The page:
the meat offering shall be an ephah to a bullock, and to the lambs as he is able to give, and an hin of oil to an ephah; the same to be done on all feasts and solemnities as on the sabbath day; See Gill on Ezekiel 46:5.

(l) "et statis temporibus", Cocceius, Starckius.

And in the feasts and in the solemnities the meat offering shall be an ephah to a bullock, and an ephah to a ram, and to the lambs as he is able to give, and an hin of oil to an ephah.
11. General regulation in regard to the meal-offering, it shall be the same both at the feasts proper (Ezekiel 45:21; Ezekiel 45:25) and at the solemnities or stated seasons, such as new moons, &c.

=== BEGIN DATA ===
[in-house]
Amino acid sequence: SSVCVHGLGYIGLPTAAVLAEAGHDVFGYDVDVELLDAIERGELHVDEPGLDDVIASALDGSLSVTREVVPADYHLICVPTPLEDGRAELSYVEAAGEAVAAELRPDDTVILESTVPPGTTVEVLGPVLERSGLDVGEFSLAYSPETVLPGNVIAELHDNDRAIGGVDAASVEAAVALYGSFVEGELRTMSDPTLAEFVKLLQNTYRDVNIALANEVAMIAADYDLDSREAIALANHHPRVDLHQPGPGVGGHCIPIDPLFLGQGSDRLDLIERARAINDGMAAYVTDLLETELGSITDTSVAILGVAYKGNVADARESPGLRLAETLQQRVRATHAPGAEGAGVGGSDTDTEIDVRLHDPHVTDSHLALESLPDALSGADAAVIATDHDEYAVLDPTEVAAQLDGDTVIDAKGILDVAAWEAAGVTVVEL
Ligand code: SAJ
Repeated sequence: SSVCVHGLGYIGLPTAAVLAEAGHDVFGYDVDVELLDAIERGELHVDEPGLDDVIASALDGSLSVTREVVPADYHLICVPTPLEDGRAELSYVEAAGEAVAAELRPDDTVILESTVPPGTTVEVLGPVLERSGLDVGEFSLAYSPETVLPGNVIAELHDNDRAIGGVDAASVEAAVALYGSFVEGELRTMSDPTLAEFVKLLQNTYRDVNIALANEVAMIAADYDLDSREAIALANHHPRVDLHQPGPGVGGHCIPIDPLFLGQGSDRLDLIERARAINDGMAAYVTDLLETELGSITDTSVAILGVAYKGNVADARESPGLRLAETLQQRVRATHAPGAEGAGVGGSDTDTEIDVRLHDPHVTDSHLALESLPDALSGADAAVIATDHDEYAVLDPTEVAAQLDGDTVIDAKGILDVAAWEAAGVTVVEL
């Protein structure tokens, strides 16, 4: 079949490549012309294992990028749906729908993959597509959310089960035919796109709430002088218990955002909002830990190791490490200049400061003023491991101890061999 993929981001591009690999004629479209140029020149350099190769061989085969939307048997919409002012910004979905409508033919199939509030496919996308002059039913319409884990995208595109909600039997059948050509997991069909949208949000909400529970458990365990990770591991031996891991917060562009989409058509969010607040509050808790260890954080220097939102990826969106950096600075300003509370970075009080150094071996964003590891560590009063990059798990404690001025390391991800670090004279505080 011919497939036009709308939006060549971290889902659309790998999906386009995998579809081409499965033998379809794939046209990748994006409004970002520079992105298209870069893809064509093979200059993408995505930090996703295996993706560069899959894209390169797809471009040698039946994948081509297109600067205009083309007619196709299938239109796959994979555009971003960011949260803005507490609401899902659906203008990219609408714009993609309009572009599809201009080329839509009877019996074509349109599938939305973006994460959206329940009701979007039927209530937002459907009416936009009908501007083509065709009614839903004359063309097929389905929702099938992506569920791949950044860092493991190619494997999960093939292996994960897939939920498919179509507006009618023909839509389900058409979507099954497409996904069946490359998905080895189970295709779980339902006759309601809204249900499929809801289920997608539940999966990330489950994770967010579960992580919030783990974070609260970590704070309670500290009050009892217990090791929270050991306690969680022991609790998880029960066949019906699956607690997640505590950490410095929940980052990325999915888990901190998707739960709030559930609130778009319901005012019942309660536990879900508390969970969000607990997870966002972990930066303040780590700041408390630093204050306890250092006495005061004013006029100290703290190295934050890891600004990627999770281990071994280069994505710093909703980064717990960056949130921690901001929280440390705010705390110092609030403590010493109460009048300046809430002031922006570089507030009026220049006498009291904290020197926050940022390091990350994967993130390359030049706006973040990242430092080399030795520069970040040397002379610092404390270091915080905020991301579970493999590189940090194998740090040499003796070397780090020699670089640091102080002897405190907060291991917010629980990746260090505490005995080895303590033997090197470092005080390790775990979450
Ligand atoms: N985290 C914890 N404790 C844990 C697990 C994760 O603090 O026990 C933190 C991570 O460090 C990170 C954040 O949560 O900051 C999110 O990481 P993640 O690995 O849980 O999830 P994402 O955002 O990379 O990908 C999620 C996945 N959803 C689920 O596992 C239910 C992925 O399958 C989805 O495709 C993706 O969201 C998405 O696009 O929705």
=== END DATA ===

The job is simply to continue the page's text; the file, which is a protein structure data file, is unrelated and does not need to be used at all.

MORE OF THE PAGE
Verse 11 specifies the meat (or, meal) offering which should be presented in the feasts (חַגּים), or high festivals, as the Passover and Feast of Tabernacles, and in the solemnities (מועֲדִים), or appointed feasts generally, viz. an ephah to a bullock, and an ephah to a ram, and to the lambs as he is able to give (comp. vers. 5, 7), with a hin of oil to an ephah. This is the same meat offering as was appointed for the new moons (see ver. 7), but slightly different in quantity from, though the same in principle as, that stipulated for the seven days of the Passover (Ezekiel 45:24). Ezekiel 46:11On the Opening of the Temple for the People, and for the Voluntary Offerings of the Prince. - Ezekiel 46:8. And when the prince cometh, he shall go in by the way to the porch of the gate, and by its way shall he go out. Ezekiel 46:9. And when the people of the land come before Jehovah on the feast days, he who enters through the north gate to worship shall go out through the south gate; and he who enters through the south gate shall go out through the north gate: they shall not return through the gate through which they entered, but go out straight forward. Ezekiel 46:10. And the prince shall enter in the midst of them, when they enter; and when they go out, they shall go out (together). Ezekiel 46:11. And at the feast days and holy days the meat-offering shall be an ephah for the bullock, an ephah for the ram, and for the lambs what his hand may give, and of oil a hin for the ephah. Ezekiel 46:12. And when the prince prepares a voluntary burnt-offering or voluntary peace-offerings to Jehovah, they shall open the gate that looks to the east, and he shall prepare his burnt-offerings and his peace-offering as he does on the Sabbath day; and when he has gone out they shall shut the gate after his going out. - The coming of the people to worship before Jehovah has been already mentioned in Ezekiel 46:3, but only causally, with reference to the position which they were to take behind the prince in case any individuals should come on the Sabbaths or new moons, on which they were not bound to appear. At the high festivals, on the other hand, every one was to come (Deuteronomy 16:16); and for this there follow the necessary directions in Ezekiel 46:9 and Ezekiel 46:10, to prevent crowding and confusion. For the purpose of linking these directions to what comes before, the rule already laid down in Ezekiel 46:2 concerning the entrance and exit of the prince is repeated in Ezekiel 46:8. מועדים is supposed by the commentators to refer to the high festivals of the first and seventh months (Ezekiel 45:21 and Ezekiel 45:25); but מועדים does not apply to the same feasts as those which are called הגּים in Ezekiel 46:11, as we may see from the combination of הגּים and מועדים. הגּים is the term applied to the greater annual feasts, as distinguished from the Sabbaths, new moons, and the day of atonement. The מועדים, on the contrary, are all the times and days sanctified to the Lord, including even the Sabbath (see the comm. on Leviticus 23:2). It is in this sense that מועדים is used here in Ezekiel 46:9, and not הגּים, because what is laid down concerning the entrance and exit of the people, when visiting the temple, is not merely intended to apply to the high festivals, on which the people were bound to appear before Jehovah, but also to such feast days as the Sabbaths and new moons, whenever individuals from among the people were desirous of their own free-will to worship before the Lord. The latter cases were not to be excluded, although, as Ezekiel 46:10 clearly shows, the great feasts were principally kept in mind. For the entrance and exit of the prince in the midst of the people (Ezekiel 46:10) apply to the great yearly feasts alone. The Chetib yeetsee'uw יצאוּ in Ezekiel 46:9 is to be preferred to the easier Keri יצא, and is not merely the more difficult reading, but the more correct reading also, as two kinds of people are mentioned, - those who entered by the north gate and those who entered by the south. Both are to go out walking straight forward; and neither of them is to turn in the court for the purpose of going out by the gate through which he entered. Even in Ezekiel 46:10 יצאוּ is not to be altered, as Hitzig supposes, but to be taken as referring to the prince and the people. - In Ezekiel 46:11, the instructions given in Ezekiel 45:24; Ezekiel 46:5, Ezekiel 46:7, concerning the quantities composing the meat-offering for the different feasts, are repeated here as rules applicable to all festal times. בּהגּים וּבמועדים has been correctly explained as follows: "at the feasts, and generally at all regular (more correctly, established) seasons," cf. Ezekiel 45:17. Only the daily sacrifices are excepted from this rule, other regulations being laid down for them in Ezekiel 46:14. - Ezekiel 46:12. The freewill-offerings could be presented on any week-day. And the rules laid down in Ezekiel 46:1 and Ezekiel 46:2 for the Sabbath-offerings of the prince are extended to cases of this kind, with one modification, namely, that the east gate, which had been opened for the occasion, should be closed again as soon as the sacrificial ceremony was over, and not left open till the evening, as on the Sabbath and new moon. נדבה is a substantive: the freewill-offering, which could be either a burnt-offering or a peace-offering.